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"The Missing Museum - Honoring the Greek Legacy in Manhattan" is an article authored by Professor Alexander Kitroeff, published in The National Herald, January 27, 2024 Edition.   ---------- Several years ago, we were lucky enough to get permission from The National Herald to repost articles that are of interest to our group.                                                                                           ---------- It has occurred to me that Manhattan is in need of a Greek-American museum. The realization came to me in a roundabout way, and quite unexpectedly. On a recent visit to New York City I was gathering data for my next book by interviewing Greek-American diner owners. Over time, I hope to speak to as many if not all who have businesses in the five boroughs. This time round I managed to speak with the proprietors of Gee Whiz, Hector’s, Star on 18 in Manhattan and Park Plaza in Brooklyn and I am gratefully and happily processing the stories they generously sh

How a Greek language lives on in southern Italy

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  ‘Teli na cusi tin glossa grika?’ How a Greek language lives on in southern Italy Article posted in Ekathimerini https://www.ekathimerini.com/culture/1231599/teli-na-cusi-tin-glossa-grika/ Authored by Alex Sakalis on Feb. 14, 2024 With its sugarcube houses, labyrinthine streets and hyper-Baroque churches, Corigliano d’Otranto seems at first like any other village in Italy’s southern Salento region. But as you wander around and explore, an entirely different world begins to reveal itself.  “Teli na cusi tin glossa grika?” asks a sign on the main square. “Cai ‘na percorso amesa tus monumentu pleon orriu so chorio paleo pu Coriana?” If you’re an Italian speaker, you might be feeling a little lost. But if you’re a Greek speaker, then these words will evoke an odd sense of familiarity. That’s because this is Griko – a language closely related to Greek and spoken in a small microregion of Salento known as Grecia Salentina. My guide to this world-within-a-world is Dr Manuela Pellegrino, a na

Villagers find antiquities – What would your grandparents have done?

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The author observes jar found in 1931 Excerpt from the book MANTHYREA (Kapareli, Garouni, Dara) The history of a village of Tegeas in Arkadia By Dionysiou V. Heliopoulou Published 1992, Aivali Publications, Athens “Published with the author's own supervision and expense and shall be distributed free of charge to all those who wish to read it.  To all the families of the Manthryreans here, but especially to the expatriates so that this may be a link to the birthplace and their glorious homeland, both for themselves and for their expatriates, and their descendants.” ----- Personal comment by Georgia Stryker Keilman. My grandfather, Odison Tsiones, was born in Kapareli in the year 1898.  The families in that area struggled to survive. I cannot imagine my grandfather would have called in the authorities and risked having his property overtaken by archaeologists. ----- Translation of excerpts from pages 33 – 35 by ChatGPT – original Greek text follows the translation.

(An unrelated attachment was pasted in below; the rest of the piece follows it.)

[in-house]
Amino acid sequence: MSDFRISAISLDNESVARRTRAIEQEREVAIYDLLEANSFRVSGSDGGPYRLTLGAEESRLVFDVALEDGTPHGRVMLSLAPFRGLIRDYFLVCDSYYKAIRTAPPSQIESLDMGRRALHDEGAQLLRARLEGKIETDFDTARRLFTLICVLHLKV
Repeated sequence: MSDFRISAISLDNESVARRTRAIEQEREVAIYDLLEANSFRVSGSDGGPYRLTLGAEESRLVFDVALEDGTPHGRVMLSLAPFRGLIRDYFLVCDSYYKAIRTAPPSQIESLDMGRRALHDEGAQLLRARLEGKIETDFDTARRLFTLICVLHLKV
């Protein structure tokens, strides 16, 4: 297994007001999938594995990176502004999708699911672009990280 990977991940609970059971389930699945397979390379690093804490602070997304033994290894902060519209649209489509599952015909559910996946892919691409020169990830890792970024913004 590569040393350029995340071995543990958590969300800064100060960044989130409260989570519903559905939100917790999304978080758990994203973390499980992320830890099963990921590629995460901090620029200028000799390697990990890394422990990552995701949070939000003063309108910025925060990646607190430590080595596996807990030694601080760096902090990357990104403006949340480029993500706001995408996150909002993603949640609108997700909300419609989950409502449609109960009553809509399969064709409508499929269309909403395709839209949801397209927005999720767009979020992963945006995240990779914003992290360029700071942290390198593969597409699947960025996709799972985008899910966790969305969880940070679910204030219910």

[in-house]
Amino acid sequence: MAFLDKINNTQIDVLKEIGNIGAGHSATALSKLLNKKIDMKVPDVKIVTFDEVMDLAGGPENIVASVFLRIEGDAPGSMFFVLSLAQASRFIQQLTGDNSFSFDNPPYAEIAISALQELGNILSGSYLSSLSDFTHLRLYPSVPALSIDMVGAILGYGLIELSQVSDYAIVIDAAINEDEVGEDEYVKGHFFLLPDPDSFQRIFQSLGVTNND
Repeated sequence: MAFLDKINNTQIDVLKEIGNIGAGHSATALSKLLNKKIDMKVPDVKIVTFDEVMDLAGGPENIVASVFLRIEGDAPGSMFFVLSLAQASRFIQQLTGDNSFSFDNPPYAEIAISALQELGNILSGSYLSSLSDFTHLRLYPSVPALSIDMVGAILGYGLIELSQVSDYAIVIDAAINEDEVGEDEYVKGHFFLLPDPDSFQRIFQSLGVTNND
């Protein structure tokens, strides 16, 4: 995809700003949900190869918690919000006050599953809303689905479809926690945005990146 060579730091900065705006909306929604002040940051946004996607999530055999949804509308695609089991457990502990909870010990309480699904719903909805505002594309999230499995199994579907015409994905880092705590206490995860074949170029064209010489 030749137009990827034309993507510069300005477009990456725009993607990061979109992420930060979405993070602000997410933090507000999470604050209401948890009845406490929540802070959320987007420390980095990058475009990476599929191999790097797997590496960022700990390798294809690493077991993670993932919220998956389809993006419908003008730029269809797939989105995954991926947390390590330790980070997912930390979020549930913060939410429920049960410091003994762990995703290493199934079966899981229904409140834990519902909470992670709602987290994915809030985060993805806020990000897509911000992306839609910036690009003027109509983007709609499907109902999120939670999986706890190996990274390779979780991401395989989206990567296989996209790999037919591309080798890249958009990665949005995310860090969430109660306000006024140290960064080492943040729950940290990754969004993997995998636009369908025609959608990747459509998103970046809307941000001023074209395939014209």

Preserving the Magic: The Importance of Sharing Old Family Photographs and Traditions During Christmas

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  "Preserving the Magic: The Importance of Sharing Old Family Photographs and Traditions During Christmas" The holiday season is a time for joy, reflection, and most importantly, connection with our loved ones. As Christmas approaches, many of us find ourselves immersed in the hustle and bustle of preparations, from decorating homes to planning festive meals. In the midst of the holiday chaos, it's crucial to pause and embrace the rich tapestry of our family history by sharing old photographs and cherished traditions. In this blog post, I explore the profound importance of weaving the threads of the past into the present during the Christmas holidays. Nostalgia and Emotional Bonds: Old family photographs have a unique power to evoke nostalgia, transporting us back to cherished moments of the past. Sharing these photographs during Christmas can trigger heartwarming memories and strengthen the emotional bonds that tie generations together. As family members gather around, f